Two years ago, I was 230lbs. I knocked off 30 pounds simply by switching to a low-carb diet (100-150gm/day) and a focus on complex carbs. In practical terms, I stopped drinking soda and cut back on rice as well as switch to brown rice. I dropped potatoes (occasional sweet potato). I never ate white bread much anyway, but any bread is now *whole* grain. When I'm hungry between meals, I simply have a hot tea or coffee and maybe a bit of protein. I exercise more (3 times a week, 2hrs each).

Here's a fair web site for checking carbs on food components:
http://www.carb-counter.net/

You don't want to eliminate carbs... you'll pass out in a bad way. but you want to ensure you aren't taking in energy you won't be immediately using. My son is a personal trainer and, frankly, really ripped. He eats quite a bit more carbs but he goes to the gym 3 times a week, he plays soccer 3-4 times a week, he works out when he's with clients.... (and yet manages to be a serious gamer and geek ).

Last edited by Vexx; 2011-01-28 at 13:41.
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Old 2011-01-28, 15:28   Link #111
ChainLegacy
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Interesting you bring up the ethnic contribution as Coach Poliquin (the person I mentioned in my earlier post) has created a system called biosignature that takes into account your ethnic heritage as well as your hormonal issues/what foods set them out of whack. For better or worse, I can only handle vegetables, fruits and nuts without my blood sugar and insulin going wild.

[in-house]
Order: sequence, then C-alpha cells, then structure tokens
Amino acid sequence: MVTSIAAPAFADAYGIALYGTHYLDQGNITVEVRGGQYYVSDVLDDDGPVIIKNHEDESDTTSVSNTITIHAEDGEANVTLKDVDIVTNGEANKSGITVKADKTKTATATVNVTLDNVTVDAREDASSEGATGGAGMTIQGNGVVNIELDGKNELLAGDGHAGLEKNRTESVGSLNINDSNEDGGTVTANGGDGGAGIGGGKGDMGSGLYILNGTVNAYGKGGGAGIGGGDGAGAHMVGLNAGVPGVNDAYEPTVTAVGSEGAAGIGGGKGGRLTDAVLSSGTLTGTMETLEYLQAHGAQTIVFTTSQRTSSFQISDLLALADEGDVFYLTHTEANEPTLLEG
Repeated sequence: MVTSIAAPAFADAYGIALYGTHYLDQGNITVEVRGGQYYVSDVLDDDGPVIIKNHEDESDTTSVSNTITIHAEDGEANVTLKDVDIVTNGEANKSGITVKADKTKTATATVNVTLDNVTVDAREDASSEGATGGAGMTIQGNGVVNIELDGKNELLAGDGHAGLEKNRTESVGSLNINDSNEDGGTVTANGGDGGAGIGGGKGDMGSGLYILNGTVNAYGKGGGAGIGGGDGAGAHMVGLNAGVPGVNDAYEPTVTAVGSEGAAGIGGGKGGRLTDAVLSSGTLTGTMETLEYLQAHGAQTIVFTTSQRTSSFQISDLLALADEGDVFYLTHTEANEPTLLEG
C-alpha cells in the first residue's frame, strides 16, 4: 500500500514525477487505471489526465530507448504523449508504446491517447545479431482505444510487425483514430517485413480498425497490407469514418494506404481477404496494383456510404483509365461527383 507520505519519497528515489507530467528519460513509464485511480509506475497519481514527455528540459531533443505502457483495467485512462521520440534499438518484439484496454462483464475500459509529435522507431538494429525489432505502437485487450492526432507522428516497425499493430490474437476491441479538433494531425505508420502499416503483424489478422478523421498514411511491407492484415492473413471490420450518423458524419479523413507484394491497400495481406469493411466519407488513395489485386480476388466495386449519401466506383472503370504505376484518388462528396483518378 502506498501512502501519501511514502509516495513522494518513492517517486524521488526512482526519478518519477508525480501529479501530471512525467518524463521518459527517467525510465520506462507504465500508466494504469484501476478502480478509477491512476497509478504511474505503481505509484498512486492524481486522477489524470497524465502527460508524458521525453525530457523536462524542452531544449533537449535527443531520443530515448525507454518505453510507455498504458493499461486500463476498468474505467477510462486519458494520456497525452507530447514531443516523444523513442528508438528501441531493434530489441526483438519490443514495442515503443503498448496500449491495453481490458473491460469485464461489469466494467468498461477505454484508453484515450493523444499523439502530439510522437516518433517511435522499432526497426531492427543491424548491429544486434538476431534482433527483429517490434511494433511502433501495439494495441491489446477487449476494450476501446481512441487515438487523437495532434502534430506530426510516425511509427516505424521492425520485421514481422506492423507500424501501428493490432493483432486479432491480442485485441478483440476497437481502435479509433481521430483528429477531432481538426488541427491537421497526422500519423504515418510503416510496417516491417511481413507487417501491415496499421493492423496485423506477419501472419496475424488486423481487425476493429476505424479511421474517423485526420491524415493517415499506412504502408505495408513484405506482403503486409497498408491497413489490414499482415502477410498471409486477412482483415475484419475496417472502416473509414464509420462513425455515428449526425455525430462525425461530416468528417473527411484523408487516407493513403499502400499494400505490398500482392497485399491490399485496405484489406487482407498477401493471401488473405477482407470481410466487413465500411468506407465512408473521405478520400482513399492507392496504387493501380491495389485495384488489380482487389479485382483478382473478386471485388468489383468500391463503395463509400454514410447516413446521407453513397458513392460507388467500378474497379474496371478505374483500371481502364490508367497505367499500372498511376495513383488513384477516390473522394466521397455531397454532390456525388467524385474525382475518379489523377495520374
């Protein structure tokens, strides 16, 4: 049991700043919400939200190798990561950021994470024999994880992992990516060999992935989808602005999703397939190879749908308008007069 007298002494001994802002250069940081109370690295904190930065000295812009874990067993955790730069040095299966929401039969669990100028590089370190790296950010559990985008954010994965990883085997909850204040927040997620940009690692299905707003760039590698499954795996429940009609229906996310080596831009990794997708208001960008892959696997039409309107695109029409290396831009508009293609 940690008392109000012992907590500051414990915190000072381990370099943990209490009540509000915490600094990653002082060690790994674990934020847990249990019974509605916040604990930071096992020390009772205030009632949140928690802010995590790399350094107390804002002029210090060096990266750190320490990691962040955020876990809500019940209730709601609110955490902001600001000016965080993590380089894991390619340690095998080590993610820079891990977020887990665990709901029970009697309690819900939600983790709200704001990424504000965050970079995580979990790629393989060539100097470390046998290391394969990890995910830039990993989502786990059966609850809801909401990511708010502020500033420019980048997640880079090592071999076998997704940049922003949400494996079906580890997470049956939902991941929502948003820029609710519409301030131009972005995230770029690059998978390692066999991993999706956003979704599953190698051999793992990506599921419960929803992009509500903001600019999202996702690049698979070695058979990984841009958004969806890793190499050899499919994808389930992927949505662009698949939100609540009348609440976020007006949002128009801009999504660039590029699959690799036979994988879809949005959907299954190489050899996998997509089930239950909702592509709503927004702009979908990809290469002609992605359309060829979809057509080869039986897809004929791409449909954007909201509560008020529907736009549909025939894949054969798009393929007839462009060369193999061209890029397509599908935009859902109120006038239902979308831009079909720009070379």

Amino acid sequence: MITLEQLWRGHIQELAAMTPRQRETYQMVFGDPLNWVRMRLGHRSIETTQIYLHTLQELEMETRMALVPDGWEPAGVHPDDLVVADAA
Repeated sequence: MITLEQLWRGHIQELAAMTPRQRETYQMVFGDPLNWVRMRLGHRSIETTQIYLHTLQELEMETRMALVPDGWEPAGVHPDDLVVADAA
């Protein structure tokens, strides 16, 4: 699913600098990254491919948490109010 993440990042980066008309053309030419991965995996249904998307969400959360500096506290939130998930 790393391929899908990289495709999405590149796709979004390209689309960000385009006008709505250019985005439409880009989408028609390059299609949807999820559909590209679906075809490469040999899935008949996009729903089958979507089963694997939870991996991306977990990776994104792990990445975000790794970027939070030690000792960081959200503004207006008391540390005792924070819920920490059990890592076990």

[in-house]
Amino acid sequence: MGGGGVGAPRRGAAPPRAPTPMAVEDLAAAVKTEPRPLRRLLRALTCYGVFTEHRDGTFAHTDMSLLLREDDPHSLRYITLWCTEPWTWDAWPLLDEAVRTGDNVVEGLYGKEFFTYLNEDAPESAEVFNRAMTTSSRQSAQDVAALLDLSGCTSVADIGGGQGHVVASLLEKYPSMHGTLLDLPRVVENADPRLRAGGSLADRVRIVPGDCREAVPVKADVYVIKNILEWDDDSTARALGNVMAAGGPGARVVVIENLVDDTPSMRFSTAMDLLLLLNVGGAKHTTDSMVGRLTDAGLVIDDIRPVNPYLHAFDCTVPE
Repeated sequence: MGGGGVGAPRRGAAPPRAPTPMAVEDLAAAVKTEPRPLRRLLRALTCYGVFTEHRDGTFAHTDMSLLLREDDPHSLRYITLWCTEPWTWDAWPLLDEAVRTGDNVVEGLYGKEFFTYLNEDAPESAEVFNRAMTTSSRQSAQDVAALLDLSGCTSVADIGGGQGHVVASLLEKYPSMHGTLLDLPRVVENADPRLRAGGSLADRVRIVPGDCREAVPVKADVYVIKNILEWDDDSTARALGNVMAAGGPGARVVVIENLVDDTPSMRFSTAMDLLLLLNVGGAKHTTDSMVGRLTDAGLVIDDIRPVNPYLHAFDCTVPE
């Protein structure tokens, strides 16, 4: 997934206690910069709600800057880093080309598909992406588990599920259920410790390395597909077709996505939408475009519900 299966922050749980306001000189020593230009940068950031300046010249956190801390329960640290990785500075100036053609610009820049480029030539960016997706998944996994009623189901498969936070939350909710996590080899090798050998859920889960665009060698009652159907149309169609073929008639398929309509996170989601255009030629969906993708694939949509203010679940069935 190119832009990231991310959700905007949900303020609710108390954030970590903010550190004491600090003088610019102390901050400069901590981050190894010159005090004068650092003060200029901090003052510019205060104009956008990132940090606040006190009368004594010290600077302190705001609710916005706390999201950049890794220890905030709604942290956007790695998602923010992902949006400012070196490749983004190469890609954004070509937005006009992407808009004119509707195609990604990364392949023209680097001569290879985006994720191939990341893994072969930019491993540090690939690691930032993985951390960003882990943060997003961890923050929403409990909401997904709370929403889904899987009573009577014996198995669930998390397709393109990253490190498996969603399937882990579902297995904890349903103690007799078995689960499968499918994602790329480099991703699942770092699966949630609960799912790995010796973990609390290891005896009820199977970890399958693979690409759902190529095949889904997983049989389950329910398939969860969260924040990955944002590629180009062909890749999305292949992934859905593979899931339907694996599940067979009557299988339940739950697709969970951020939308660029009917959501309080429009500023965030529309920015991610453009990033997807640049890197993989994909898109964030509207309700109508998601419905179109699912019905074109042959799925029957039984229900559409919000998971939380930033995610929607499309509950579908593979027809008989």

Athlete gamers/geeks are win, I consider myself one as well, being a powerlifter, but I don't want to toot my own horn too much

Quote:
Originally Posted by Kakashi View Post
I don't know much about him, but if he can produce results he must be doing something right...also depends what your goal is with your fitness program. All I know about power training is that you should do 4-6 repititions, and while power training can be good for you, hypertrophy (bodybuilding) usually isn't because it involves isolating muscles (which prefer to work together), and can end up cause muscle imbalances.
Yeah, I like to do a little bit of hypertrophy training (1 day for hypertrophy, 3 power/conditioning days per week), but it tends to overlook stabilizer muscles like the rotator cuff and trapezius for example, which explains why you see so many shoulder injuries.
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Old 2011-01-29, 08:51   Link #112
Kakashi
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Originally Posted by Vexx View Post
I wasn't expressing distaste for a paleo diet theory, by the way. I was only pointing out that dietary choices that work *really* well for 40 to 50 years may not pan out if you plan on living to 100. Refer to the multiple studies where slightly underfeeding rats in their youth greatly enhanced their length and quality of life.